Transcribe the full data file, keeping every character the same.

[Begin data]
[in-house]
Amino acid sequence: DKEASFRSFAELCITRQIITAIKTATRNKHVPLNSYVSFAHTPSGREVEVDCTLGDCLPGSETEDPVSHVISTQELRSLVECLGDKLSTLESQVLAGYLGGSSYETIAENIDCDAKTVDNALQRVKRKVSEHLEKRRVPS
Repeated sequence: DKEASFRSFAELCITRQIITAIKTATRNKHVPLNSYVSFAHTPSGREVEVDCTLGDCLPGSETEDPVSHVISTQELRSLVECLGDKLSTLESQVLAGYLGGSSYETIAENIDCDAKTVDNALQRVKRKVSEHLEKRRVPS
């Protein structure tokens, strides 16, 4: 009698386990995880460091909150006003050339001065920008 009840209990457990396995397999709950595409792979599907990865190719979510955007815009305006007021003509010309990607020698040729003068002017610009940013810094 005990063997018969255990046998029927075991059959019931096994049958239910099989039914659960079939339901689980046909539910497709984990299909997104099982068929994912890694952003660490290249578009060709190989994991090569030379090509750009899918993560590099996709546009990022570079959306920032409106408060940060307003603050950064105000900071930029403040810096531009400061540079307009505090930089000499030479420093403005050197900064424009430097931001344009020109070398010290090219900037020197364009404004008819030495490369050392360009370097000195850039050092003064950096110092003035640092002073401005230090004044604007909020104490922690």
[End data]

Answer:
[in-house]
Amino acid sequence: DKEASFRSFAELCITRQIITAIKTATRNKHVPLNSYVSFAHTPSGREVEVDCTLGDCLPGSETEDPVSHVISTQELRSLVECLGDKLSTLESQVLAGYLGGSSYETIAENIDCDAKTVDNALQRVKRKVSEHLEKRRVPS
Repeated sequence: DKEASFRSFAELCITRQIITAIKTATRNKHVPLNSYVSFAHTPSGREVEVDCTLGDCLPGSETEDPVSHVISTQELRSLVECLGDKLSTLESQVLAGYLGGSSYETIAENIDCDAKTVDNALQRVKRKVSEHLEKRRVPS
């Protein structure tokens, strides 16, 4: 009698386990995880460091909150006003050339001065920008 009840209990457990396995397999709950595409792979599907990865190719979510955007815009305006007021003509010309990607020698040729003068002017610009940013810094 005990063997018969255990046998029927075991059959019931096994049958239910099989039914659960079939339901689980046909539910497709984990299909997104099982068929994912890694952003660490290249578009060709190989994991090569030379090509750009899918993560590099996709546009990022570079959306920032409106408060940060307003603050950064105000900071930029403040810096531009400061540079307009505090930089000499030479420093403005050197900064424009430097931001344009020109070398010290090219900037020197364009404004008819030495490369050392360009370097000195850039050092003064950096110092003035640092002073401005230090004044604007909020104490922690």